|March 2021||Year-over-year change||2-year stacked change||Month-to-month change||Month-to-month change (SA)*|
|Cass Freight Index - Shipments||1.196||10.0%||-0.1%||5.8%||3.4%|
|Cass Freight Index - Expenditures||3.379||27.5%||17.0%||7.9%||6.5%|
|Truckload Linehaul Index||143.10||10.1%||2.8%||2.0%||NA|
* We've added seasonally adjusted data for the shipments and expenditures indexes. The Truckload Linehaul Index is already seasonally adjusted.
The shipments component of the Cass Freight Index® reaccelerated in March to a 10.0% y/y increase, recovering from the slowdown to 4.1% in February from the polar vortex and then some. The index increased 5.8% m/m from February, part of which is normal seasonality, but the increase was still up 3.4% m/m in March on a seasonally adjusted (SA) basis. This more than reversed the 3.2% m/m decline in February (SA) due to the weather event.
This freight volume improvement is consistent with our optimistic outlook, supported by inventory levels, consumer trends, and the backlog of freight anchored off U.S. ports. Near-term supply chain risks remain and, following the Suez Canal blockage, could briefly spread beyond the semiconductor shortages that will affect vehicle production at least through Q2 and perhaps considerably longer. However,
Chart: Cass Shipments Index, January 2009 – March 2021 (01’1990=1.00)
The expenditures component of the Cass Freight Index posted its third all-time record in the past four months in March, and was 27.5% above year-ago levels, surging from 16.9% y/y growth in February.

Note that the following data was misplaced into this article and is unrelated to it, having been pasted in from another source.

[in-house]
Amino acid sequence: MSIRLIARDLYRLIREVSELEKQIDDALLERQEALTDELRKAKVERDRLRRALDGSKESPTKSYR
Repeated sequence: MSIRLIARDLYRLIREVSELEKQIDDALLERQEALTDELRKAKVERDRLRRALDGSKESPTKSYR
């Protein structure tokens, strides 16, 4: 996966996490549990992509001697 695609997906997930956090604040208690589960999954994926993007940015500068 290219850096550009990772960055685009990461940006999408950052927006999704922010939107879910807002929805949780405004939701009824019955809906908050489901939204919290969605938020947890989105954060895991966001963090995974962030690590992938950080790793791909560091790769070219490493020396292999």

The acceleration came nearly evenly from both volumes and rates. On a seasonally adjusted basis, the 6.5% m/m jump in the Cass expenditures index came from a 3.4% m/m increase in the shipments, and a 3.5% m/m increase in the embedded rates.
Strong momentum continued in freight rate trends, with this month nearly off the chart, and we sense an axis adjustment on the way. This acceleration suggests Q2 y/y comparisons will be in the 40%-50% range, compared to the shutdown.
Chart: Cass Expenditures Index, January 2009 – March 2021 (01’1990=1.00)
A simple calculation of the Cass Freight Index data (expenditures divided by shipments) produces a data set of “implied freight rates” that explains the overall movement in rates.
The freight rates embedded in the two components of the Cass Freight Index accelerated to a 15.8% y/y increase in March from a 12.3% y/y increase in February. The embedded rates rose 3.5% m/m on a seasonally adjusted basis, consistent with the rising trend of the past five months now. We still expect this trend to press higher near-term, as strong freight demand meets shortages of both drivers and trucks.
This data series is diversified among all modes, with truckload representing more than half of the dollars, followed by rail, LTL, parcel, and so on.
Chart: Cass Implied Freight Rates, January 2009 – March 2021 (01’1990=1.00)
The Cass Truckload Linehaul Index® value of 143.1 in March exceeded the prior all-time record of 142.4 in October 2018, accelerating to an 10.1% y/y increase in March from an 8.1% y/y increase in February. On a m/m basis, the seasonally adjusted index was 2.0% higher than February, in the ninth straight increase.
As a reminder, the Cass Truckload Linehaul Index measures market fluctuations in per-mile truckload linehaul rates.
This trend is likely to persist with significant shortages of the two critical parts of transportation capacity: drivers and trucks. Driver availability is very low, as shown below, with demographics tightening and economic stimulus impacting driver school attendance. Meanwhile, parts shortages are likely to limit truck production at least through the first half of 2021 and likely beyond.